Journal of Materials Science

, Volume 50, Issue 20, pp 6631–6641 | Cite as

Fabrication of vertical silicon nanowire arrays on three-dimensional micro-pyramid-based silicon substrate

  • Prashant Singh
  • Sanjay K. SrivastavaEmail author
  • M. Yameen
  • B. Sivaiah
  • Vijay Prajapati
  • P. Prathap
  • Subha Laxmi
  • B. P. Singh
  • Vandana
  • C. M. S. Rauthan
  • P. K. Singh
Original Paper


Recently, a lot of attention is being paid to combine silicon nanowires (SiNWs) and the conventional micro-pyramid silicon (µT-Si) structures leading to SiNWs/µT-Si binary structures for efficient light harvesting. We report large-area fabrication of vertical SiNWs array over three-dimensional micro-pyramid structured silicon substrate through silver (Ag)-assisted electroless wet chemical etching in aqueous HF and AgNO3 solution. The influence of AgNO3 concentration has been investigated over the formation of the SiNWs. Vertical SiNWs formation takes place for lower AgNO3 concentrations. For higher concentrations, random formation of NWs and depletion of the micro-pyramids is observed. The present study reveals strong influence of local morphology of micro-pyramids over NWs formation. The formation mechanism of such binary structures has been discussed in co-relation with dimensional features of the micro-pyramids and surface free energy. Such hierarchically textured binary structured silicon surfaces exhibit excellent light trapping properties reducing reflectance to as low as <3 % in broad spectral range. Further, such surfaces also have enhanced Raman spectra (~15-fold enhancement) as compared to only micro-pyramid Si surfaces, thereby having potential applications for photovoltaic devices as well as surface enhanced Raman spectroscopic investigations.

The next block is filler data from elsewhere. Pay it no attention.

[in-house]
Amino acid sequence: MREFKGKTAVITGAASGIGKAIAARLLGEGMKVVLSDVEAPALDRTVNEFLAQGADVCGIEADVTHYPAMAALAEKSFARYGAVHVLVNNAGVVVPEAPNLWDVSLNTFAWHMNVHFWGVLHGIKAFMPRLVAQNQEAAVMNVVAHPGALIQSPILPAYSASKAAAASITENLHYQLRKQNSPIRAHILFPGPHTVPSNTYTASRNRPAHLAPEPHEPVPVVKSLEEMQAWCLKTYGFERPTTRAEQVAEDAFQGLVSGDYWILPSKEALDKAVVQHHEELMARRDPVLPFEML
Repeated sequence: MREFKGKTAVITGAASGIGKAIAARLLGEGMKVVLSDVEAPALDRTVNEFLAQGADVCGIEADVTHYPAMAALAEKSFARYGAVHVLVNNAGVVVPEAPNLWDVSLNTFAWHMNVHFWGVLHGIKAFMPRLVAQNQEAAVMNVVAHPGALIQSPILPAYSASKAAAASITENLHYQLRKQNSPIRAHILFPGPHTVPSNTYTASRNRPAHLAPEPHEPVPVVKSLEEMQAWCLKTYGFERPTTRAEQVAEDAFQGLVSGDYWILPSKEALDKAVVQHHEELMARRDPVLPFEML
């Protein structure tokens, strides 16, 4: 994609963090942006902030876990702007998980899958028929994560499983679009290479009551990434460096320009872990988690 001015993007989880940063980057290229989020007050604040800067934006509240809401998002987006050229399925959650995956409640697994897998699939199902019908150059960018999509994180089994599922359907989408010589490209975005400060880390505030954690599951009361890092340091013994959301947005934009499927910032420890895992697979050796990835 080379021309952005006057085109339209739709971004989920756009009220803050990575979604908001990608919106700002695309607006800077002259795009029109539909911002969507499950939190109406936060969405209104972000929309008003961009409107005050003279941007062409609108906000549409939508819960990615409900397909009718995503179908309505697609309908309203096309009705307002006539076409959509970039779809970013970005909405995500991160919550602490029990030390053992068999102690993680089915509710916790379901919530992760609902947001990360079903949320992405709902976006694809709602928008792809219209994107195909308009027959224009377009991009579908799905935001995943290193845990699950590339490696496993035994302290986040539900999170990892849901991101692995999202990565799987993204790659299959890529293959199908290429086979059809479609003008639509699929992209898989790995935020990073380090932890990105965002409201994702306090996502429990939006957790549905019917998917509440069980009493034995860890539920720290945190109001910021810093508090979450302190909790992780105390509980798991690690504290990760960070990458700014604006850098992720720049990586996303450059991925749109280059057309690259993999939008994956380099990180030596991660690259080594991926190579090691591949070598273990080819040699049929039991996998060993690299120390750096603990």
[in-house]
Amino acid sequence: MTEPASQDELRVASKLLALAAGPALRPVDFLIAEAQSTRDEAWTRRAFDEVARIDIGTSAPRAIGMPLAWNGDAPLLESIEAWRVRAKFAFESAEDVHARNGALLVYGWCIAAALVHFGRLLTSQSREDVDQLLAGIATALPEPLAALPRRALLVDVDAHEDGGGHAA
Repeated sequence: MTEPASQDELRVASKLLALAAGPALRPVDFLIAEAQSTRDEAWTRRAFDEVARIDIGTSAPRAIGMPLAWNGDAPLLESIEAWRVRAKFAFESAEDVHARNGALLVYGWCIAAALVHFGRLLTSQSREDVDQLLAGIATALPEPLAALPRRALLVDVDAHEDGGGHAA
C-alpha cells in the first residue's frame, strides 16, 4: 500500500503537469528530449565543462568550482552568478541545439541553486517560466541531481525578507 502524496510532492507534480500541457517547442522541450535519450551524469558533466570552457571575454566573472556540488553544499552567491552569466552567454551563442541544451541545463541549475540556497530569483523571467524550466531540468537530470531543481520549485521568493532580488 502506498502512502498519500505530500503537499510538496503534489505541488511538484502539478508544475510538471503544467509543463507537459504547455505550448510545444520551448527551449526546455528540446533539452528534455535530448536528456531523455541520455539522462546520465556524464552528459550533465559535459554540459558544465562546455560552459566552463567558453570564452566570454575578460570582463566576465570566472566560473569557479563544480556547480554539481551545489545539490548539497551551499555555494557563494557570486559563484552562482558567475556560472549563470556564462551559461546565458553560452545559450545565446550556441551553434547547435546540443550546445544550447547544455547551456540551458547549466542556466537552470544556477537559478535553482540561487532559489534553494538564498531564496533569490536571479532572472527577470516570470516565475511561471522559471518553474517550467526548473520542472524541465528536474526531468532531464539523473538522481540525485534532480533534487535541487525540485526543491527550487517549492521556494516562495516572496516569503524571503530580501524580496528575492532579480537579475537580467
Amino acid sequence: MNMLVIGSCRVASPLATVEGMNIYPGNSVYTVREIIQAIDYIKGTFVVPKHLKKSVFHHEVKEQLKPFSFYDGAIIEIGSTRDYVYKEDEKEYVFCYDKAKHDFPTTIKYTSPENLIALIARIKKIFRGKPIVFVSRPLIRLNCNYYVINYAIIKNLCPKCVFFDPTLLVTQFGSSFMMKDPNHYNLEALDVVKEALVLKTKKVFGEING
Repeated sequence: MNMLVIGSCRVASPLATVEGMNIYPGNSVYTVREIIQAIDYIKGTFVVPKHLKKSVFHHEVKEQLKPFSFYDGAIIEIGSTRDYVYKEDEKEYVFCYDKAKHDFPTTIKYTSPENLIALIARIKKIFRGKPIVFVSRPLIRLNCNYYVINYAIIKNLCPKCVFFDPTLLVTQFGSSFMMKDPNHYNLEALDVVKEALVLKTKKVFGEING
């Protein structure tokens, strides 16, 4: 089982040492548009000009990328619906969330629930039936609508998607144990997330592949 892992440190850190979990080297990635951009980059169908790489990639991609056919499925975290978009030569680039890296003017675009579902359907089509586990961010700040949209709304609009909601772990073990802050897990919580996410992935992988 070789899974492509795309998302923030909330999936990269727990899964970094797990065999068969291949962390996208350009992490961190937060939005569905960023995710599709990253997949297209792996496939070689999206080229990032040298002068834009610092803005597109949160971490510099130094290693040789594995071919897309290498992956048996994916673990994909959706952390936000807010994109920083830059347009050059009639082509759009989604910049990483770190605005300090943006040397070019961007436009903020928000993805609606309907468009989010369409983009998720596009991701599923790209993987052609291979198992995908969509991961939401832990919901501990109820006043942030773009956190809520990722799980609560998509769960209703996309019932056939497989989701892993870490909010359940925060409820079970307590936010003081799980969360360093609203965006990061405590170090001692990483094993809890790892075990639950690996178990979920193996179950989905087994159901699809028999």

Silicon Solar Cell Anisotropic Etching Binary Structure Broad Spectral Range SiNW Array 
These keywords were added by machine and not by the authors. This process is experimental and the keywords may be updated as the learning algorithm improves.



Present work is sponsored by the Council of Scientific & Industrial Research—Young Scientist Awardee (CSIR-YSA) Research project (Grant Code: OLP 142732; P-81-113). Partial financial support from the CSIR, India under CSIR-TAPSUN project (Grant Code: NWP-55) is also acknowledged. Prashant Singh is thankful to CSIR for the research fellowship.


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Copyright information

© Springer Science+Business Media New York 2015

Authors and Affiliations

  • Prashant Singh
    • 1
    • 3
  • Sanjay K. Srivastava
    • 1
    • 2
    • 3
    Email author
  • M. Yameen
    • 1
    • 3
  • B. Sivaiah
    • 1
    • 2
    • 3
  • Vijay Prajapati
    • 1
    • 3
  • P. Prathap
    • 1
    • 2
  • Subha Laxmi
    • 1
  • B. P. Singh
    • 1
    • 2
    • 3
  • Vandana
    • 1
    • 2
    • 3
  • C. M. S. Rauthan
    • 1
    • 2
  • P. K. Singh
    • 1
    • 2
    • 3
  1. 1.CSIR-National Physical Laboratory (CSIR-NPL)New DelhiIndia
  2. 2.CSIR-Network of Institute for Solar Energy (NISE)New DelhiIndia
  3. 3.Academy of Scientific & Innovative Research (AcSIR), CSIR-NPL CampusNew DelhiIndia

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